‘Visit New York City for an unforgettable adventure’
We the Youth. Keith Haring’s New York Nightlife, Dave Haslam (Confingo) No Matter How Much You Promise to Cook or Pay the Rent You Blew It Cauze Bill Bailey Ain’t Never Coming Home Again, Edgardo Vega Yunqué (Farrar Strauss & Giroux) The Lamentable Journey of Omaha Bigelow into the Impenetrable Loisaida Jungle, Edgardo Vega Yunqué (Rayo)
So, two weeks ago I was hanging out downtown with Gary Green and his post-punk photos from New York, now I’m back in the city again with a brief non-fiction title and a couple of novels.
Dave Haslam, zine editor, author and superstar DJ from Manchester, has published a trio (so far) of Art Decades booklets with small press Confingo. We the Youth is a neat fifty page summary of Keith Haring’s dancing days and how they intersected with his graffiti, art and eventual cult stardom. Haslam conjures up the long gone New York clubs that came and went, the grimy subway walls where Haring would chalk his cartoon drawings onto black paper advertising spaces waiting for paid posters, and the spread of AIDS throughout the gay community. It’s short, informed and evocative (as is the elegaic A Life in Thirty-Five Boxes, another Art Decades title, where Haslam writes about selling his record collection).
Edgardo Vega Yunque’s books are something else entirely, although they too are set in pre-yuppification Manhattan, when the city was bankrupt, dirty and dangerous. No Matter How Much… is a mammoth 600 page plus ‘symphonic novel’, a kind of Dickensian family saga transplanted to NuYorica, with flashbacks to Vietnam, visits to elsewhere in America, and plenty of jazz.
Gangs, mental health, familial survival, coming-of-age, community action, sex, drugs and rock’n’roll are also present here, with themes and settings coming and going, fading out only to return many pages later. It’s a sprawling, engrossing novel, rooted in Yunque’s own Puerto Rican experience, not afraid to embrace and critique the transplanted culture which is both the undoing and the making of the community portrayed here. At times it’s raw and brutal, sometimes unconvincing, at other times engaging and wistful. I was hooked after 20 pages and suspect you will too. I also suspect the final act will make you cry like I did.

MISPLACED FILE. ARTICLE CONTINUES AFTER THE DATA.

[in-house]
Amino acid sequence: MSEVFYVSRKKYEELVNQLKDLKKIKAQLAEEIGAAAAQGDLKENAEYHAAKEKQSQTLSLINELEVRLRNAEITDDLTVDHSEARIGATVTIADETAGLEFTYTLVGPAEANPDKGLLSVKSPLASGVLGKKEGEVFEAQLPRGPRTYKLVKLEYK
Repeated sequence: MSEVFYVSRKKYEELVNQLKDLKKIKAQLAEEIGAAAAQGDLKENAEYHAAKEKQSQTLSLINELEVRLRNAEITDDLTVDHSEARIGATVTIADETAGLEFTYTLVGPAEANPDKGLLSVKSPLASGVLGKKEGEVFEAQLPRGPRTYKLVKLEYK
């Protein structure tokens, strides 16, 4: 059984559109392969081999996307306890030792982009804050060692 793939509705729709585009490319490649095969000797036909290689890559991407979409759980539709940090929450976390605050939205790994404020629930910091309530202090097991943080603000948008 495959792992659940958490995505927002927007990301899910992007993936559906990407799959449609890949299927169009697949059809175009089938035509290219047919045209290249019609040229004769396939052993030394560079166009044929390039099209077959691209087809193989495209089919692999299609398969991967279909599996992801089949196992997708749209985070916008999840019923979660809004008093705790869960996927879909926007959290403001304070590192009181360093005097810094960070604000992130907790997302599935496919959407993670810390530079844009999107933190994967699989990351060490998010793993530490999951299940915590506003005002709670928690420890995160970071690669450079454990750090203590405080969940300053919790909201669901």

I was expecting more of the same in The Lamentable Journey… but what I got was a hyper-sexualised magic realist comedy with lots of authorial intervention. Omaha Bigelow is a homeless and jobless punk whose punk band has just broken up, whose girlfriend has thrown him out. He also has some disease which means he has a tiny penis, which when we meet him he endlessly worries about.
Meanwhile, Maruquita is a cliché Puerto Rican teenager with curves in all the right places and an attitude to match, who falls in love with Omaha. She, however is a witch, and lives in a downtown apartment that is on the beach as well as on the Lower East side. Oh, and she can turn herself and others, at will, into other creatures. So she gets quickly around the city as a monkey, squirrel or bird. Her mother and grandmother are, of course, also witches, and once Maruquita gets approval to ‘keep’ Omaha he is subjected to a penile enlargement ceremony. Word gets out, and soon half of New York’s female population are trying to sleep with Omaha, who is trying to stay true to Maruquita and their unborn child, hold down his old job, and write a film script with the help of a sexy New York skinny blonde white girl.
If it sounds like a bad 1970s sex comedy, you’d not be far wrong. At times it makes for embarrassing and trite reading; at times it seems semi-racist and self-mocking, akin to Jews telling Jewish jokes. You want to stop the author and tell him his community deserves better, but then he makes you laugh again with a particularly stupid association or depiction, then sigh as the narrator/author intervenes again to offer a social or political commentary.
Yunqué, or his narrator, is very keen to let the reader know that he is in control; that he knows you can’t just transport Magical Realism techniques to New York comedies but that he has anyway. He knows desire, love, lust and sex are real and that he has caricatured them, but that’s his perogative. It’s his book, remember. Nothing is sacred here, everything and everybody gets set up, satirized, abused and disabused. There’s none of the complexity of No Matter How Much… and the New York here is basically background scenery for a story that is more of a surreal kind of graphic novel or comic. Everything is drawn in bold outline and brightly coloured in. I still don’t quite know what to make of it. But that’s New York for you.
Confingo can be found at https://www.confingopublishing.uk/
They are currently doing a lockdown deal on the Dave Haslam Art Decades books